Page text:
Sunday, April 10, 2011



OLYMPUS DIGITAL CAMERA Yes, this is still about leftovers, but I’m tired of reminding myself, and everyone else, that I am still clearing out the freezer. It’s kind of fun, though, to discover things you’d forgotten about. Today it was 8 oz of the Mürbteig pastry from the Cuisinart/New York Cheesecake post, and a bag of almonds from the holdiays, both still in excellent condition (thanks to their fat, of course, and a very cold freezer). I didn’t really have a lot of time, so decided to use the pastry to make a few simple cookies. The dough is so rich and flavorful on its own that it needs little else but a simple garnish, something that almonds are perfect for. You could use these to make little sandwich cookies with buttercream or ganache, but you’d have to have the lightest possible touch, as they break under pressure. Besides, these are very good just as they are.

Tender Pastry Cookies

The fragility of these simple cookies makes them seem rather fancy. They are good on their own or with ice cream. Makes about 10 cookies.

8 oz Mürbteig pastry, very cold
2 oz whole almonds OLYMPUS DIGITAL CAMERA
1 oz (2 T) turbinado sugar
1 egg white
1 tea simple syrup (optional)

Preheat the oven to 325 F.

Put the sugar and the almonds in a small food processor; pulse to chop medium-fine. Set aside.

Roll the pastry out between two sheets of wax paper to a thickness of between ¼” and 1/3.” Slide onto a baking sheet and chill again. Remove the top sheet of the paper. Using a 1 ¾” fluted biscuit cutter, quickly cut the dough into rounds and lift them gently, using a narrow spatula, onto an ungreased baking sheet. Form and re-roll the scraps, chilling again if needed, and cut the remainder. Brush the tops lightly with egg white, beaten with a teaspoon or so of simple syrup if you have it. Sprinkle generously with the almond-sugar mixture. Chill 10 minutes. Bake 18-20 minutes, turning once. Don’t try to edit a paper while they are baking, or you may let them go a minute too long, as I did. Carefully remove to a rack to cool.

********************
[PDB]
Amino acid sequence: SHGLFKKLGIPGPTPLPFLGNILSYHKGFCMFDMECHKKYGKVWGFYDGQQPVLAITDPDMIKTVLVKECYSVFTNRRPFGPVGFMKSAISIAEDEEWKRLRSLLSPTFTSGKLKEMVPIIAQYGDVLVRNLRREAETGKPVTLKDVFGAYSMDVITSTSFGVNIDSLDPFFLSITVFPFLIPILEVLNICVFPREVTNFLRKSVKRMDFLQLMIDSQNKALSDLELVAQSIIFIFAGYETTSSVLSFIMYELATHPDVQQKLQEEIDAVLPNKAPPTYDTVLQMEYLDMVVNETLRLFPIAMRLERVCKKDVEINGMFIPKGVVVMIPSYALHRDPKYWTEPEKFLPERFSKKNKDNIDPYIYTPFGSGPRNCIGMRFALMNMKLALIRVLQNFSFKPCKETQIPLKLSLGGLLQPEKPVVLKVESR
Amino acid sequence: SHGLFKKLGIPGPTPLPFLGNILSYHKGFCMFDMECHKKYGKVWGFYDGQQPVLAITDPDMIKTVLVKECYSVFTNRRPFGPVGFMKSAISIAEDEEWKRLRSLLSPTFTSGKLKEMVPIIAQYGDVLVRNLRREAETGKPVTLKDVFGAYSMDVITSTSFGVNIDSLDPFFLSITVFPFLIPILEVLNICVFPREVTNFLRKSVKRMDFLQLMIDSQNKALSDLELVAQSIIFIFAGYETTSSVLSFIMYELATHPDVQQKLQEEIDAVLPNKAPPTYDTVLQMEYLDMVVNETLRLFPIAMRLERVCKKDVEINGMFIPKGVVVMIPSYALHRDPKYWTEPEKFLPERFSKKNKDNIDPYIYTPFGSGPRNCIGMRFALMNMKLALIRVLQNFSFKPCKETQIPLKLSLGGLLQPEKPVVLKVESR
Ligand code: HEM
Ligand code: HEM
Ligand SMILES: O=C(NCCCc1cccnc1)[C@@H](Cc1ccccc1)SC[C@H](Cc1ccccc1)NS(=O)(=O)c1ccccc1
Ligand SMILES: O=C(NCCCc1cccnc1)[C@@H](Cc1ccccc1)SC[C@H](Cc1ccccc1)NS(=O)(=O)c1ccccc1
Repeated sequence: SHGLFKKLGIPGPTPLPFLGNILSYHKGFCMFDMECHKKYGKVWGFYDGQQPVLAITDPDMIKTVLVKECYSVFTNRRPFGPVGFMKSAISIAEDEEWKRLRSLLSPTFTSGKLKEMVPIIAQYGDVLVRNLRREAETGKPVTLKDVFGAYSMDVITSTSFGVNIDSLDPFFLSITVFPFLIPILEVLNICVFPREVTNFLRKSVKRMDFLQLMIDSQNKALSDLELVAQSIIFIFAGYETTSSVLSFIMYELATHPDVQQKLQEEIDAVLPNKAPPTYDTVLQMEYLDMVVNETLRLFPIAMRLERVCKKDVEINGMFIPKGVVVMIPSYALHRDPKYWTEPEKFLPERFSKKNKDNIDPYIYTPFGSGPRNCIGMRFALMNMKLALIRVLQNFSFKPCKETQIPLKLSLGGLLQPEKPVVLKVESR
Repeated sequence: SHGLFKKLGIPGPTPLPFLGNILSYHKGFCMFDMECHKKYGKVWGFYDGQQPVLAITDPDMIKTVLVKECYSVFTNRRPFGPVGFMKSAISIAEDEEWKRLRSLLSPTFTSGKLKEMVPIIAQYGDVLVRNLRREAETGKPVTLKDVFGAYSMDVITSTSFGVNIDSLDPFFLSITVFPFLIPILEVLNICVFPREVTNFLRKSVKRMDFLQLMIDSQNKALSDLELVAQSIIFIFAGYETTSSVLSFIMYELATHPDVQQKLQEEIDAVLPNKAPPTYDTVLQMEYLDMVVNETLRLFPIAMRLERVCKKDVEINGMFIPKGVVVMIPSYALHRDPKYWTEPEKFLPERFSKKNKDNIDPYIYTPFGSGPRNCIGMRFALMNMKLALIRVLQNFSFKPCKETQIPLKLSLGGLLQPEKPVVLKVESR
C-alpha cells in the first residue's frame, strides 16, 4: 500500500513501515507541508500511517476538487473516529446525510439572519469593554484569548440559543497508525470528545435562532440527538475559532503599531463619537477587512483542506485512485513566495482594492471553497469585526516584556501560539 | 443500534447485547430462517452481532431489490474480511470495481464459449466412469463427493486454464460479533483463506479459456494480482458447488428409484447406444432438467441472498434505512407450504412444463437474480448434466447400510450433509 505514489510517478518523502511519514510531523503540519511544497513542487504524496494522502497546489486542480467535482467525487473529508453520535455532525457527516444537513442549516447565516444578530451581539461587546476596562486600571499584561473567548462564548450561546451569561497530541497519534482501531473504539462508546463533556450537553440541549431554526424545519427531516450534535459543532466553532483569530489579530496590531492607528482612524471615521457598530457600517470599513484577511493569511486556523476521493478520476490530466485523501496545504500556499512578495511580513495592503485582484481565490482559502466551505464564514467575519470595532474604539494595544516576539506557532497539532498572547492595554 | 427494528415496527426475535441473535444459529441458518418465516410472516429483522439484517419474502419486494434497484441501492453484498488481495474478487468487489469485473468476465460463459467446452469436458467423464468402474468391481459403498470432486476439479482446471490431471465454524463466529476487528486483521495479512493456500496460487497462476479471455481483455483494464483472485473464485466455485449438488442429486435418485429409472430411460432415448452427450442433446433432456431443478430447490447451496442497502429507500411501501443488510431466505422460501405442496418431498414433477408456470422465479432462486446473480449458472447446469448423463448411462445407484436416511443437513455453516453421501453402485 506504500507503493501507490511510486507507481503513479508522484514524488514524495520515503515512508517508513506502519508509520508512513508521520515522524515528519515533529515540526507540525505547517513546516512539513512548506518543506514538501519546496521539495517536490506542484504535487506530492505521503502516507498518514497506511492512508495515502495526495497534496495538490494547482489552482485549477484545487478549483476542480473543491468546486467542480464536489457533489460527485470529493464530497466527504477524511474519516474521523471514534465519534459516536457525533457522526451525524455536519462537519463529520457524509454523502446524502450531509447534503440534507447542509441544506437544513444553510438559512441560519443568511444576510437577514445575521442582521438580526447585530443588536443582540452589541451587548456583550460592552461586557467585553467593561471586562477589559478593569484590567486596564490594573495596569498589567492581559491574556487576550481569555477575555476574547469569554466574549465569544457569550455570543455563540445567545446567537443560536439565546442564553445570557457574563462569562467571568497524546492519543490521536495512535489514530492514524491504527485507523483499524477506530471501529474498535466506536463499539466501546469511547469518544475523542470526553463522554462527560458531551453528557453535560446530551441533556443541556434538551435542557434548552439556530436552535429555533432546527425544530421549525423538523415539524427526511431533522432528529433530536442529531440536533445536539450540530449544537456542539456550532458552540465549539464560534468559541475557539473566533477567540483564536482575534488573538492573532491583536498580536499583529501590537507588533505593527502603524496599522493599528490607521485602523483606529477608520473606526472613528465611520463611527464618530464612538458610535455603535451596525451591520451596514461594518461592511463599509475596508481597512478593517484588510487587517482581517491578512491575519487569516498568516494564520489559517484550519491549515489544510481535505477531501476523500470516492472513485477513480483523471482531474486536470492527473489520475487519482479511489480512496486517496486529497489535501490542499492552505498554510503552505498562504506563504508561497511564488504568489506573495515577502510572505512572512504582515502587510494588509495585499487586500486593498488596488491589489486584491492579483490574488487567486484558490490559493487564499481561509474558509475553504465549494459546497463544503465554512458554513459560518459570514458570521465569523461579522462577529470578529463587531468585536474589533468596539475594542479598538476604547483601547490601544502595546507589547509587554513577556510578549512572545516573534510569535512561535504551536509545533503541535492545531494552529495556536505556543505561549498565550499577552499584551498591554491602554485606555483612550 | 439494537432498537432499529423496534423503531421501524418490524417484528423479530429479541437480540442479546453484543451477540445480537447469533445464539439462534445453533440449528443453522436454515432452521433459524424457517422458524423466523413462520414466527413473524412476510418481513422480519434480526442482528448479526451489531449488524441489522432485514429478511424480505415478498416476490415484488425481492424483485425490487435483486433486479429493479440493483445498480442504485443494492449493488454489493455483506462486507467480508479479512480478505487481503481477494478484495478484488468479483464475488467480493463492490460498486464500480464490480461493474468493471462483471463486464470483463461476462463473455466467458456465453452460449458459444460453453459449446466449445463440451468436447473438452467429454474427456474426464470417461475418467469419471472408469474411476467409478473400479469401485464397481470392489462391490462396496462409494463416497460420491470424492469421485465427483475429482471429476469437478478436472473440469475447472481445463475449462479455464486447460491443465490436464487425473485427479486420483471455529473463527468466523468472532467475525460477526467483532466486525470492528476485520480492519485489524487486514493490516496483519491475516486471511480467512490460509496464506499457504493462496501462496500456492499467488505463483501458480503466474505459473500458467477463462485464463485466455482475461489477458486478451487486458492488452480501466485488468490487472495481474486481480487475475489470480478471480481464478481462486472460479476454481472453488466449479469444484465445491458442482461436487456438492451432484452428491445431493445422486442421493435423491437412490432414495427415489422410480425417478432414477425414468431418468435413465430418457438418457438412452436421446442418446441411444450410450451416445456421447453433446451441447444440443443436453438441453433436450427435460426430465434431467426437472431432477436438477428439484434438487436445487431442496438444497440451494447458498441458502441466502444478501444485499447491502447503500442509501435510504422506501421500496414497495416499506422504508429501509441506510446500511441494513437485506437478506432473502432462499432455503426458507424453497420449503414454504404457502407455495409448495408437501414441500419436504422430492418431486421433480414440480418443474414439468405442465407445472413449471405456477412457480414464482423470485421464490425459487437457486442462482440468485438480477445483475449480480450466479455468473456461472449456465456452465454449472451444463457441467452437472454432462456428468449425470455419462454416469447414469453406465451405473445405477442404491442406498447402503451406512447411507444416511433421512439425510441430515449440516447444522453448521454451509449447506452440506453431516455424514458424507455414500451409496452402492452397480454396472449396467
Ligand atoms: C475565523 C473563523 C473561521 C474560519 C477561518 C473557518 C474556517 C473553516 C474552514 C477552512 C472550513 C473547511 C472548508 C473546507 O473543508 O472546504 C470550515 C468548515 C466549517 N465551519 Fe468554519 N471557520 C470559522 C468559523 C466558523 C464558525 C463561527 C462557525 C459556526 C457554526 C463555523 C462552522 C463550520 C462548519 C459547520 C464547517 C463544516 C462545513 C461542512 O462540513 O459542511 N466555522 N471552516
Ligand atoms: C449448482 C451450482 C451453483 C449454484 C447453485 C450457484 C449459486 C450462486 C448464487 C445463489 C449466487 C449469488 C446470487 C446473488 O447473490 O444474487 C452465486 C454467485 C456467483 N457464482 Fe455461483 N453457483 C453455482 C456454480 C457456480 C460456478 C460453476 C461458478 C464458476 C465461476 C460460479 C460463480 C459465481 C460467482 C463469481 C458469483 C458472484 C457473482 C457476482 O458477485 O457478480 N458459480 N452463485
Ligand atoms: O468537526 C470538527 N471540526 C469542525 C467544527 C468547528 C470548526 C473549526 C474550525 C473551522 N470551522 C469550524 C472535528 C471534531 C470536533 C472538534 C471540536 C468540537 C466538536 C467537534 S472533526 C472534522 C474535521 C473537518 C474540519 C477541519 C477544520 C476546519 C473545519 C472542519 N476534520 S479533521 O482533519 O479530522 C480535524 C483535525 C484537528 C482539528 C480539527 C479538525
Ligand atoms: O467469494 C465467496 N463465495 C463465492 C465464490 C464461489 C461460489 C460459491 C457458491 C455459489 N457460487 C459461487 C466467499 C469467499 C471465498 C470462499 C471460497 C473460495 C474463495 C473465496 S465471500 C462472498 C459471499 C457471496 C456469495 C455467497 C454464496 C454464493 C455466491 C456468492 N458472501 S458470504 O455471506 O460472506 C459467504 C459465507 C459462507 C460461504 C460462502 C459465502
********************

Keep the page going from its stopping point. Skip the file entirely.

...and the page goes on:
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Sunday, April 3, 2011

Drawing Down Inventory V: Egg Whites

OLYMPUS DIGITAL CAMERA In the continuing saga—or slog—of spring cleaning of the freezer, this week I used up all the egg whites. I had about 2 cups. I thawed them all, then used about a half-cup over the course of a few days for various uses (including a facial mask), and the rest for an angel food cake. Angel food cake is the perfect use for leftover egg whites. It meets the two crucial criteria previously discussed for freezer inventory: it’s quick, and it uses lots. In fact, an angel cake uses anywhere from 12-14 egg whites, or 1 ½-1 2/3 cups of egg white, depending on egg size. And it has the added benefit of being, of course, delicious. Because it requires so many whites, most people don’t make this old-fashioned cake anymore, and I only make it about once a year (freezer cleaning time). So it is sort of special.